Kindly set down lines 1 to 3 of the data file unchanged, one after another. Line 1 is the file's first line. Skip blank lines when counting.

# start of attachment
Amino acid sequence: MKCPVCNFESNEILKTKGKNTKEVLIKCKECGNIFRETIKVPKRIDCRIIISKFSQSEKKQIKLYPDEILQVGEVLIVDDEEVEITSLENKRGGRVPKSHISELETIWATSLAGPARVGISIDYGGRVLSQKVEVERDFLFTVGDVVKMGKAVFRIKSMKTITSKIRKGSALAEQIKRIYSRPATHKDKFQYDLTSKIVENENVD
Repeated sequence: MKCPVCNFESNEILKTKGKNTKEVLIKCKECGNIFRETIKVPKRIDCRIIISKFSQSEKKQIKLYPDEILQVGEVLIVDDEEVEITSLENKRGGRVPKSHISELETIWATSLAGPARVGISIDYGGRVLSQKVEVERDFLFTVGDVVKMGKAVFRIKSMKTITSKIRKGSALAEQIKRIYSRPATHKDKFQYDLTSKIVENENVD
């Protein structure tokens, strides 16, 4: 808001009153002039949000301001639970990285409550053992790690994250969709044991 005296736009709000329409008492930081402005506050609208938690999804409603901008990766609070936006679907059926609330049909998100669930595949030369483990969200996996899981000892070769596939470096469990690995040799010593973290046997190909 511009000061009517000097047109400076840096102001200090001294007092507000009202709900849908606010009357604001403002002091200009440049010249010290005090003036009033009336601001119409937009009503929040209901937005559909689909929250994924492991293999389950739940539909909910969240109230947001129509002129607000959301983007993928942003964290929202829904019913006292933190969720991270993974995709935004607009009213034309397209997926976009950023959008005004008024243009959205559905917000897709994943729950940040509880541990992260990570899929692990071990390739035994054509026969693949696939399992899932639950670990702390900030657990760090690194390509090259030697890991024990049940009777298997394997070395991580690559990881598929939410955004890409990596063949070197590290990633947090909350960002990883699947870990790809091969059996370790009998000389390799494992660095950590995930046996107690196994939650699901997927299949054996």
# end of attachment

Amino acid sequence: MKCPVCNFESNEILKTKGKNTKEVLIKCKECGNIFRETIKVPKRIDCRIIISKFSQSEKKQIKLYPDEILQVGEVLIVDDEEVEITSLENKRGGRVPKSHISELETIWATSLAGPARVGISIDYGGRVLSQKVEVERDFLFTVGDVVKMGKAVFRIKSMKTITSKIRKGSALAEQIKRIYSRPATHKDKFQYDLTSKIVENENVD
Repeated sequence: MKCPVCNFESNEILKTKGKNTKEVLIKCKECGNIFRETIKVPKRIDCRIIISKFSQSEKKQIKLYPDEILQVGEVLIVDDEEVEITSLENKRGGRVPKSHISELETIWATSLAGPARVGISIDYGGRVLSQKVEVERDFLFTVGDVVKMGKAVFRIKSMKTITSKIRKGSALAEQIKRIYSRPATHKDKFQYDLTSKIVENENVD
């Protein structure tokens, strides 16, 4: 808001009153002039949000301001639970990285409550053992790690994250969709044991 005296736009709000329409008492930081402005506050609208938690999804409603901008990766609070936006679907059926609330049909998100669930595949030369483990969200996996899981000892070769596939470096469990690995040799010593973290046997190909 511009000061009517000097047109400076840096102001200090001294007092507000009202709900849908606010009357604001403002002091200009440049010249010290005090003036009033009336601001119409937009009503929040209901937005559909689909929250994924492991293999389950739940539909909910969240109230947001129509002129607000959301983007993928942003964290929202829904019913006292933190969720991270993974995709935004607009009213034309397209997926976009950023959008005004008024243009959205559905917000897709994943729950940040509880541990992260990570899929692990071990390739035994054509026969693949696939399992899932639950670990702390900030657990760090690194390509090259030697890991024990049940009777298997394997070395991580690559990881598929939410955004890409990596063949070197590290990633947090909350960002990883699947870990790809091969059996370790009998000389390799494992660095950590995930046996107690196994939650699901997927299949054996």